Dom Joly (The Sunday Times)
Chasing shadows in Oman
Rise early, for the hour after dawn is borrowed from paradise. So says an Arab proverb – and, within 24 hours of my touchdown in Oman, I am a believer.
I’m on the shores of the Indian Ocean, an hour north of Mirbat, first staging post on my expedition into the Empty Quarter. Our “desert camp” lounges across a silken beach, and I fell in love with it the moment we arrived yesterday evening. Each of our party has a luxurious private tent complete with en suite bathroom.
In the middle is a communal space where we can loll about and smoke a nargileh, before sitting down to a candlelit meal.
The morning is the clincher, though. I rise unspeakably early for a dip in the clear blue ocean, just yards from my tent. Diving into the surf, I immediately find myself buzzed by four dolphins, keen for playtime.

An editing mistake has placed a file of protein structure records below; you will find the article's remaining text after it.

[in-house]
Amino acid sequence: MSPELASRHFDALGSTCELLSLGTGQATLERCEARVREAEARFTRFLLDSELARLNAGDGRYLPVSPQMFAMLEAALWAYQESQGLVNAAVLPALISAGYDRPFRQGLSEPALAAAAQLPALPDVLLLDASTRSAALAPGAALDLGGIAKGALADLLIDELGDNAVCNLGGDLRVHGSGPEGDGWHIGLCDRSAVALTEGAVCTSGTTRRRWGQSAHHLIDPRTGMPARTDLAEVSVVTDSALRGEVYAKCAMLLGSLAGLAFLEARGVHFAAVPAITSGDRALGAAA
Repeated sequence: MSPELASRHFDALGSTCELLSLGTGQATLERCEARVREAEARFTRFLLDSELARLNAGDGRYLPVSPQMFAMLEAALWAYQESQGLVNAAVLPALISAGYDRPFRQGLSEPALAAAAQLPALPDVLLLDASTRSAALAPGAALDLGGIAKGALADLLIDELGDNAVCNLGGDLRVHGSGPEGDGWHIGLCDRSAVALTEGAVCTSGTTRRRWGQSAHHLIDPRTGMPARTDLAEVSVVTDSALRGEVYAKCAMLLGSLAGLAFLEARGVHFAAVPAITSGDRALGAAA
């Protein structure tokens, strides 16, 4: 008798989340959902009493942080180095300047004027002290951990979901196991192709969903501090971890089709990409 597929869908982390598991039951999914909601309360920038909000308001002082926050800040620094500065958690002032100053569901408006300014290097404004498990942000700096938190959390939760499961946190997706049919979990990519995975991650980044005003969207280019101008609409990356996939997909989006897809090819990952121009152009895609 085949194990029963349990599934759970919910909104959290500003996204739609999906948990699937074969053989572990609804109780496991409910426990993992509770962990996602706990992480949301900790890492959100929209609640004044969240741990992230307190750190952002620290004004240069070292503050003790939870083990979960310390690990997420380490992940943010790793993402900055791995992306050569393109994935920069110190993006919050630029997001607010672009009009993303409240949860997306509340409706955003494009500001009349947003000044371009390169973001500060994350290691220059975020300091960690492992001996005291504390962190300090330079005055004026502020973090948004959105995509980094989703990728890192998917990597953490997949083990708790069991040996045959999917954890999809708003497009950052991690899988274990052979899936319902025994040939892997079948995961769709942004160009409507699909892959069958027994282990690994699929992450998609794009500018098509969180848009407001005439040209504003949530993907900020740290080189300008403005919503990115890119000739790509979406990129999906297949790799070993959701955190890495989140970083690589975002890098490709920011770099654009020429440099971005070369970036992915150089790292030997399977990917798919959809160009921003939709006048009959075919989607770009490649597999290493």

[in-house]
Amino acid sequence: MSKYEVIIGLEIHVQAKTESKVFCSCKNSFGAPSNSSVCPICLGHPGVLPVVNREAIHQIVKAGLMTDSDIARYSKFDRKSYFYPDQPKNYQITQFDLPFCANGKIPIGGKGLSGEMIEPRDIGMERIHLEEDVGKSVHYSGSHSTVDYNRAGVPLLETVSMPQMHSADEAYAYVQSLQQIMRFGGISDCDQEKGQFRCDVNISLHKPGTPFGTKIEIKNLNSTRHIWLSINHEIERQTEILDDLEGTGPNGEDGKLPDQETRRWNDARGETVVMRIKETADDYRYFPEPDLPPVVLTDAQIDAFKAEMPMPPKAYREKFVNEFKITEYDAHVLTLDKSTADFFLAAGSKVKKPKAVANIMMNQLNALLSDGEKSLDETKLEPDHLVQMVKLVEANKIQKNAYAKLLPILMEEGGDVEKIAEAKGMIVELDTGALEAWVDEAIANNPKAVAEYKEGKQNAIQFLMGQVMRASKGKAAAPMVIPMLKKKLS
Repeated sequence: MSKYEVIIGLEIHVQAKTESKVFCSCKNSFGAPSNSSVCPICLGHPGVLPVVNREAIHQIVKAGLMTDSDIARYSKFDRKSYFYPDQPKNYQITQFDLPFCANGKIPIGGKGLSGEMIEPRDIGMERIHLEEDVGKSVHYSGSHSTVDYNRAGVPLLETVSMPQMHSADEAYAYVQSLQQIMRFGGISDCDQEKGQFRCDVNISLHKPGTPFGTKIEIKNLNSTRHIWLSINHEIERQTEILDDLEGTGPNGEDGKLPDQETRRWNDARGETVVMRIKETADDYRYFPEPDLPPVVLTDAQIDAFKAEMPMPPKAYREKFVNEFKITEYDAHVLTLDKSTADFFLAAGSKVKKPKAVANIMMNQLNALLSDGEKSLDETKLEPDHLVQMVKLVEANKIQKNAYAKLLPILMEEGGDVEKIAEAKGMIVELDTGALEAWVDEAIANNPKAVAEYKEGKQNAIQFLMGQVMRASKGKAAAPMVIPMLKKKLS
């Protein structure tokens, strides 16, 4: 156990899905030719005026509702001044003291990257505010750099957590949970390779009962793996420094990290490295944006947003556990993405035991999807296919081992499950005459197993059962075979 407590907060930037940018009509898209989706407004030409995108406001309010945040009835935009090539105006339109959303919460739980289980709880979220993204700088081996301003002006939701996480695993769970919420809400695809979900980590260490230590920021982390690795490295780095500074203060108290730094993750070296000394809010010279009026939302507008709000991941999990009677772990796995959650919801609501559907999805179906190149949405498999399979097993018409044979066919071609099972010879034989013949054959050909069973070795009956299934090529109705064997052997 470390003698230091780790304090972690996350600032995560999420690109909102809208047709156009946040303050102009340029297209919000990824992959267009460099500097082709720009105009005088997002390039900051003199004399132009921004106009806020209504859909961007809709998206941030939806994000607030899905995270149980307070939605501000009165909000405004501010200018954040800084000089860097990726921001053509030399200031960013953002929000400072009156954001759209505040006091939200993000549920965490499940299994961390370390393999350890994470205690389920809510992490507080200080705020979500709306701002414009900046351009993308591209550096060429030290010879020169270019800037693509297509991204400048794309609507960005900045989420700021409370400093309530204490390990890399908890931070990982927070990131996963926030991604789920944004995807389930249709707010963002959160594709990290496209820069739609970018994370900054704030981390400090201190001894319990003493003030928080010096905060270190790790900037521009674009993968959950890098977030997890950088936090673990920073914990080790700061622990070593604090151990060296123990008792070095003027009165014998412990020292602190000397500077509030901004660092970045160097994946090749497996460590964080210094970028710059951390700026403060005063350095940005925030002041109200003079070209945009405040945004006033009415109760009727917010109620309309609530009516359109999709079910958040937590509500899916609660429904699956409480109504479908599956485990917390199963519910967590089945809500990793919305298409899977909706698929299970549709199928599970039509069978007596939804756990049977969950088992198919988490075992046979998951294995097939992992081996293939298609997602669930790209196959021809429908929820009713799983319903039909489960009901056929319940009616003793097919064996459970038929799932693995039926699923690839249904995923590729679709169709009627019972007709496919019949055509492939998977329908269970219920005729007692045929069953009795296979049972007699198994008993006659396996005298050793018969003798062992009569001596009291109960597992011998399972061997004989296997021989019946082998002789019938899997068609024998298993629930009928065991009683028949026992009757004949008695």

At the mouth of the bay, I can see huge sea turtles being tossed around in the breakers, while along the beach hundreds of crabs busy themselves building a boulevard of miniature sand pyramids. It’s quite a swim.
I’m not sure what Wilfred Thesiger would have made of such pleasures, however. I have come to the Empty Quarter to follow Thesiger’s shadow, after reading all about the place as a boy in his travel classic, Arabian Sands. The book tells of the great adventurer’s epic journey on foot across the largest sand desert in the world, a region that spills out across the hazy borders of Oman, Yemen and Saudi, occupying a quarter of the Arabian peninsula.